Sensharma’s women characters are more sensitive to Shutu’s needs barring the selfish Mimi (Kalki Koechlin). Post a brief romantic encounter, Shutu feels she could be his emotional anchor, only to discover that she had different plans. The young Tani (Arya Sharma, not overdoing the child actor act) is inquisitive to good measures in Shutu’s world of severe self-doubts. He finds solace in her company, even as they rest lazily in an abandoned bathtub by the backyard. She critiques his drawings to which he reciprocates by appreciating her eight-liner poem. Shutu’s worried grandmother (a fabulous Tanuja) veils his failures (including financial) from the rest of the family until a moment of discord erupts. There’s embarrassment, seclusion and inevitable disillusionment – most of which resulted from actions that were far from intentional. All they could see was a young man in his prime, not manning up the way they want him to. Most of Shutu’s relations with the women in A Death in the Gunj meet rather unpleasant closures and his bond (or the absence of it) with men do not. Because women did care and Shutu knew it.
McCluskieganj is not a surreal picture post card beauty. Among other things, Konkona Sensharma and hill stations take us back to memories of Titli. Just that we do not see any mist in A Death in the Gunj . While DOP Sirsha Ray‘s outdoor frames are atmospheric as expected, it is the measured pandemonium of the stuffy interiors that appealed more to me. The night when the power goes off or that of a crowded new year party where a new bride is the star, Ray’s compositions are cinematic yet so everyday. A lot of it could be attributed to appropriate production design by Siddharth Sirohi. Sagar Desai‘s score is zingy and accentuates characters and their uneven temperaments. How I wish Sensharma’s dialogues had less of a complementary twang to them. Likewise, the climax doesn’t propel the way it should ideally have. Nevertheless, it is Sensharma’s grip over her material, some terrific story boarding and focused execution that makes sure to cover up these oddities and induces a massive sigh as you leave the hall.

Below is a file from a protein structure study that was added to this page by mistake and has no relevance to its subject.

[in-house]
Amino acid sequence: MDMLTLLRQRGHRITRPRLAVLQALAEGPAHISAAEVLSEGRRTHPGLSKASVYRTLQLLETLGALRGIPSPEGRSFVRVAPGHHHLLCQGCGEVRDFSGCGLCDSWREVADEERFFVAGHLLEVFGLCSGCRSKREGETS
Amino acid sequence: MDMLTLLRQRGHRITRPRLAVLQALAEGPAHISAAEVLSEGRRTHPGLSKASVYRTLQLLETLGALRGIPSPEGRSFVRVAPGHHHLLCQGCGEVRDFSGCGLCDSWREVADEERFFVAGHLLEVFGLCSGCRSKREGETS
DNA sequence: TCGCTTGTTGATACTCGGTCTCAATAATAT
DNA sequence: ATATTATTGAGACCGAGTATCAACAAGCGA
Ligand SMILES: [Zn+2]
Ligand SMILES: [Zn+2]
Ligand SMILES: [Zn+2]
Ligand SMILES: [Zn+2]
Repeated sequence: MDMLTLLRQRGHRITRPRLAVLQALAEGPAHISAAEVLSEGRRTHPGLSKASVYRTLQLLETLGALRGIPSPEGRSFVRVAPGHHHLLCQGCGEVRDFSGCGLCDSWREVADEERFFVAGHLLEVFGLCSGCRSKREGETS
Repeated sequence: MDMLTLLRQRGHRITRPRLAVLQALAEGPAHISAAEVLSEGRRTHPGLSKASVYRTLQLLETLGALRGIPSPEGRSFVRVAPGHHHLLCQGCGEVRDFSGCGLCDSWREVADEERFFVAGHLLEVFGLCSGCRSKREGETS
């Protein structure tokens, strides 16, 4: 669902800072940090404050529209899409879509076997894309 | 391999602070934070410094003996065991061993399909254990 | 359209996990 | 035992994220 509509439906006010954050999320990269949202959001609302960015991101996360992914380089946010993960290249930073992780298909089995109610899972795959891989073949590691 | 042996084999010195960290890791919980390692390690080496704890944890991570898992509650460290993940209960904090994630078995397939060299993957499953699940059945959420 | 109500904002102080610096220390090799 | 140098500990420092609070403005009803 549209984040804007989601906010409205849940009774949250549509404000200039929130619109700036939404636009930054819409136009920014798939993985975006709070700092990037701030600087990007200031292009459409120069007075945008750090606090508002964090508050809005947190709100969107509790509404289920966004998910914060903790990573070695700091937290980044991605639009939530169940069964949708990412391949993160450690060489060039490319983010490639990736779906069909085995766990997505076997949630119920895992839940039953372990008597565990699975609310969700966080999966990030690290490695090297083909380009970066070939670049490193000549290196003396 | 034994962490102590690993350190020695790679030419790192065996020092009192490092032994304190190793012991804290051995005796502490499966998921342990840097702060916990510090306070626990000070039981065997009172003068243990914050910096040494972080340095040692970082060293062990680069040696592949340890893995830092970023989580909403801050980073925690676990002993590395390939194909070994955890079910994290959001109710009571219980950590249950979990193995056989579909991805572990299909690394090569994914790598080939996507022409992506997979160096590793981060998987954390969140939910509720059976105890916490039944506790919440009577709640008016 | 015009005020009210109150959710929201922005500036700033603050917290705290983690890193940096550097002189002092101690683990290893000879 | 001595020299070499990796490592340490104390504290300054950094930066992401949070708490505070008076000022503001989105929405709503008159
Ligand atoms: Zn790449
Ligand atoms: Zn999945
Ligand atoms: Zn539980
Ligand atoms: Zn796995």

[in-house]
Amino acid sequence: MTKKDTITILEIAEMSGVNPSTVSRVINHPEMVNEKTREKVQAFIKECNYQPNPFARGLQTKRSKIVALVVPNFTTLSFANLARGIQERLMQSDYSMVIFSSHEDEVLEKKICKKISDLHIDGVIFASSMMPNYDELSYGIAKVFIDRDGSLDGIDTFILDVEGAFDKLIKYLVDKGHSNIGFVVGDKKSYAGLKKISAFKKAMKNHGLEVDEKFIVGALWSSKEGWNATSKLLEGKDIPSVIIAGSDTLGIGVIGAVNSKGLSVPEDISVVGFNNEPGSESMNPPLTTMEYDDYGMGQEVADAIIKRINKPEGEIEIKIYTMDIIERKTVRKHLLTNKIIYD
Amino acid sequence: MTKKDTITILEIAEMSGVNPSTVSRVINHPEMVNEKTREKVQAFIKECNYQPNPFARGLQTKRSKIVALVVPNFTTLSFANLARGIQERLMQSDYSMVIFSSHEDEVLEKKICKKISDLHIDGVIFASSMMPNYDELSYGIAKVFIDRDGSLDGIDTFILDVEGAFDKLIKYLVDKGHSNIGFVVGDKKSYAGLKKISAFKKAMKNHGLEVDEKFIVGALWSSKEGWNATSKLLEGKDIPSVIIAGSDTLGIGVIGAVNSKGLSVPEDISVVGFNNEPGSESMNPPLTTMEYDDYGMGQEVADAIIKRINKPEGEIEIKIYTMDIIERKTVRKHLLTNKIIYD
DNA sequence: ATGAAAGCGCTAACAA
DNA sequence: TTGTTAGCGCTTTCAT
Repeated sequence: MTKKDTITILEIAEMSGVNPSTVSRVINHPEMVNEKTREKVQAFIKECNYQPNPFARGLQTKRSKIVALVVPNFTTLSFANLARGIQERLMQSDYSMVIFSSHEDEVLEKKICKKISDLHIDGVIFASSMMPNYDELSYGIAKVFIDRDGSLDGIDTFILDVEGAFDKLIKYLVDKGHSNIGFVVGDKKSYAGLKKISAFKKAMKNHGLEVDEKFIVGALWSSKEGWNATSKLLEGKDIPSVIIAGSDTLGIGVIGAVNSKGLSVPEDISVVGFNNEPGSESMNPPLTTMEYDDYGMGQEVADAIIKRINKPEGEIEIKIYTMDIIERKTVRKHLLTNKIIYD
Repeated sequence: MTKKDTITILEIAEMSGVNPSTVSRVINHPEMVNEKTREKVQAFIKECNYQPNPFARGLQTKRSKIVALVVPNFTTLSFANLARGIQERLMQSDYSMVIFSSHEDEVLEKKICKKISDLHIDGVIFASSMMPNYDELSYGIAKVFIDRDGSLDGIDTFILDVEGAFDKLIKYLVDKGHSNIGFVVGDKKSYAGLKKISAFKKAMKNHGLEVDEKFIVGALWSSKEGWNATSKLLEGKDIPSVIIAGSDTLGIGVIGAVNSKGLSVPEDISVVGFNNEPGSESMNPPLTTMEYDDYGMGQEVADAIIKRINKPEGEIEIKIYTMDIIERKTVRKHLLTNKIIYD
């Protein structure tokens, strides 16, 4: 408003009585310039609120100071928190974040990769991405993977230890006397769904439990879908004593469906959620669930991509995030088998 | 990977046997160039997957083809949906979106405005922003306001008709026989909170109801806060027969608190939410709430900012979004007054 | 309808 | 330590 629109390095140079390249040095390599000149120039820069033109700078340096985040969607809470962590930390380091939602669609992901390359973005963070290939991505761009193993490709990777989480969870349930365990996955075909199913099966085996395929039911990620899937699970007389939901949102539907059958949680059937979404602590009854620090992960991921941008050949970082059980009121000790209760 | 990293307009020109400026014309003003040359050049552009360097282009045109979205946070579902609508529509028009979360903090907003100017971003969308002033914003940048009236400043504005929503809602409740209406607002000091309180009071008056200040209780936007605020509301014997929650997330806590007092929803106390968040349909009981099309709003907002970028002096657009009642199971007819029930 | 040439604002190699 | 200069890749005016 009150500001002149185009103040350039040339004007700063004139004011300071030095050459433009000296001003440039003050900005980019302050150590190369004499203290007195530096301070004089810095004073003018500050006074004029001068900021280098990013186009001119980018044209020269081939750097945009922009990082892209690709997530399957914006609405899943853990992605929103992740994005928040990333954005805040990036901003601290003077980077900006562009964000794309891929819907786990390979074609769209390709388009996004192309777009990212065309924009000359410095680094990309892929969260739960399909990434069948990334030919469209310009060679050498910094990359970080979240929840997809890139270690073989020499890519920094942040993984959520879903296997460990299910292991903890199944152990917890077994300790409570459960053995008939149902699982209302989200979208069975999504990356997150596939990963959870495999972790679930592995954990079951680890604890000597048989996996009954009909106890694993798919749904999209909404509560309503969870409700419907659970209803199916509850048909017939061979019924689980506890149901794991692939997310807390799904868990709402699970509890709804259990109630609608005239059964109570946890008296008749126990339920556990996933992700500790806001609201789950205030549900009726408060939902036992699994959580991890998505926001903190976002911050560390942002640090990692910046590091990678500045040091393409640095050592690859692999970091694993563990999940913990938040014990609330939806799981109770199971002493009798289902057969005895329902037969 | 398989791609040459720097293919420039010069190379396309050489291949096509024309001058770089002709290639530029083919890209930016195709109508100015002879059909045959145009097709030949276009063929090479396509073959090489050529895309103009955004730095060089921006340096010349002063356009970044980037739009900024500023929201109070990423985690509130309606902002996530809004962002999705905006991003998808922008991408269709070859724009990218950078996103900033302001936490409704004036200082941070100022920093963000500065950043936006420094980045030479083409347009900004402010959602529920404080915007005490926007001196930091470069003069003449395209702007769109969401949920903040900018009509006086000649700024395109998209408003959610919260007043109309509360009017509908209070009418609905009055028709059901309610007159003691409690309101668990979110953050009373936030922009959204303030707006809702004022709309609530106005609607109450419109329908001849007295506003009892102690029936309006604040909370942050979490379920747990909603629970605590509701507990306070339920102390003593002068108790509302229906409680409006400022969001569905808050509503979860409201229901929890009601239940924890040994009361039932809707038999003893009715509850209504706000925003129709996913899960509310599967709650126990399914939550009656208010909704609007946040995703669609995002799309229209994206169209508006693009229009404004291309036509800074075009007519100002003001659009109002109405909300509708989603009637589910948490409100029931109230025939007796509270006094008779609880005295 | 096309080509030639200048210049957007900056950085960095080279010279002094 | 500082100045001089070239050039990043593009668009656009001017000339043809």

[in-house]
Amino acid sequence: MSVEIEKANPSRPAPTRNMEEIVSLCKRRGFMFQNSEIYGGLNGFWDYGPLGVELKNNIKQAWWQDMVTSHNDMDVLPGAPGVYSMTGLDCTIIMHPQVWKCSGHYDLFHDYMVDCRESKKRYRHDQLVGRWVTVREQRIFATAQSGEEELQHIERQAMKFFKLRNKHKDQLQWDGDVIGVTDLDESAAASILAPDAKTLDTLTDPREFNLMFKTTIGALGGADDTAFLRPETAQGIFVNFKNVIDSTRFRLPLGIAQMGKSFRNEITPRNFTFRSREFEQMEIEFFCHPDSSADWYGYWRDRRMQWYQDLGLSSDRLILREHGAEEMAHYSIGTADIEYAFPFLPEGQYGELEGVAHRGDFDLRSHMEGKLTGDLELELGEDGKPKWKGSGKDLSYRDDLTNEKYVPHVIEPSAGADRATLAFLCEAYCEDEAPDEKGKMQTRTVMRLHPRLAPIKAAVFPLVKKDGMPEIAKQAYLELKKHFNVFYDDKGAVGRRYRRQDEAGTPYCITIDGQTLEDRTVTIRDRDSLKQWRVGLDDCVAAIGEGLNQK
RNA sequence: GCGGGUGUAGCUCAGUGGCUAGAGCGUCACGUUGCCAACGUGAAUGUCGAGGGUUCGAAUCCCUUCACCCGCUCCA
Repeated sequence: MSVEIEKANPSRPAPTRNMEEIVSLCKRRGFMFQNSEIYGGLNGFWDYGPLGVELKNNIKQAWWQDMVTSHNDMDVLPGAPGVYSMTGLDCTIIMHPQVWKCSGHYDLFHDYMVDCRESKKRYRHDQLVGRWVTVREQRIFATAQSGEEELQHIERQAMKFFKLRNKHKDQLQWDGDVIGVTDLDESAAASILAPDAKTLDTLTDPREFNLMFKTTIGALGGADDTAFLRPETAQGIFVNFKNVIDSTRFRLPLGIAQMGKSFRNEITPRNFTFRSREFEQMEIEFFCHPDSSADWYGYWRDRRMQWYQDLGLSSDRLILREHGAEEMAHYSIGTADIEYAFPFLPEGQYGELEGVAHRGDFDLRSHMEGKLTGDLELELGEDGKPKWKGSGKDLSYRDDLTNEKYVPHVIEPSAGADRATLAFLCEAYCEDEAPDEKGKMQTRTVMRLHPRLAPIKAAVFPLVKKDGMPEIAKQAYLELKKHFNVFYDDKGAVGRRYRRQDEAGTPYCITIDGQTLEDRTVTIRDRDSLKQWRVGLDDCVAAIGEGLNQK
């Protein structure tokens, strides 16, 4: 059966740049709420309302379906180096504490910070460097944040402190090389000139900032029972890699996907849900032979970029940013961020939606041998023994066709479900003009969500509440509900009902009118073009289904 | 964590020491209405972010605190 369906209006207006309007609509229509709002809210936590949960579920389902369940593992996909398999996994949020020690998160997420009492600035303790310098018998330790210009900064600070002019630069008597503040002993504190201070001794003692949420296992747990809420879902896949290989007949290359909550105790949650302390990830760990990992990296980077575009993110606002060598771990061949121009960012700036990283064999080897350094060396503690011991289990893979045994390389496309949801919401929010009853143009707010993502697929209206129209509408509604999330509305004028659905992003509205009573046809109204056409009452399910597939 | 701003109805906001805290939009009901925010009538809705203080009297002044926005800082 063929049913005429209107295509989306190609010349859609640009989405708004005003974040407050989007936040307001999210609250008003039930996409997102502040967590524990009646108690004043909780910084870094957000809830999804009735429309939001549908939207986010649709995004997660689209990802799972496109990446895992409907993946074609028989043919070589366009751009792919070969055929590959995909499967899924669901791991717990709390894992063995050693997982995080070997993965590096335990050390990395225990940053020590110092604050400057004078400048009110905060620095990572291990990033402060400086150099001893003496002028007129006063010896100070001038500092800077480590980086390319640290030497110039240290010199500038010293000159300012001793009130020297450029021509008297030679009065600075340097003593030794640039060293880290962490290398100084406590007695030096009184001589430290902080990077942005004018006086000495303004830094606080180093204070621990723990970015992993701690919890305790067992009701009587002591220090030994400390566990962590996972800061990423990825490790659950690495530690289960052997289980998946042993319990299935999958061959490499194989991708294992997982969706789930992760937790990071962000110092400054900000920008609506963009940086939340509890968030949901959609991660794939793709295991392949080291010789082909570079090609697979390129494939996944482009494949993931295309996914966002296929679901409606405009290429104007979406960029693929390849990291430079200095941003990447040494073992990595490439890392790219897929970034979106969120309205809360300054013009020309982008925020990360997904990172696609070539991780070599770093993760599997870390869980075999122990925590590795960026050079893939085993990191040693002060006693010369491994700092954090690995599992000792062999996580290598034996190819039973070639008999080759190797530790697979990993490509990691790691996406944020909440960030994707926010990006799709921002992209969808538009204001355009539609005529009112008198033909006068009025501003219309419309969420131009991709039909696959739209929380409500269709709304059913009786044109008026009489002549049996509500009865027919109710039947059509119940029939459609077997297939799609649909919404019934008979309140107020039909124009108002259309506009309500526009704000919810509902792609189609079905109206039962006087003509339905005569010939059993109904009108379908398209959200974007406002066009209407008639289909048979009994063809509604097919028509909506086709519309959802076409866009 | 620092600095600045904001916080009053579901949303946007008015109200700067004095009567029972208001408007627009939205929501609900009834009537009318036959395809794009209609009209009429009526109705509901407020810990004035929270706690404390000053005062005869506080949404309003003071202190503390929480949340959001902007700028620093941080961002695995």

As much as A Death in the Gunj projects Konkona Sensharma’s directorial abilities, it is also a showreel to Vikrant Massey’s histrionics. Even as he clumsily sits with his legs stuck together or when he rolls the motorbike through the courtyard – Massey is a tremendous talent and it is fortunate how filmmakers are offering him lead roles. Sensharma, on her part, makes full use of the slowly blurring lines between commercial and experimental cinema. A Death in the Gunj has all intrigue of a chilling thriller (minus loud music). Some of her frames, interestingly, stay still for a maybe an extra second or two – reminding us of fine European cinema. From what (somewhat) seemed like outburst-driven dysfunctional family drama where every player makes a revelation each, A Death in the Gunj turns out delectably sober reminding us of similarly moody cinema by Xavier Dolan and Hirokazu Koreeda. A perceptive, fly on the wall account of an ordinary family vacation gone kaput, the film is confidently mellow. Not that we expected any different from you, Konkona. Legacy, as they say.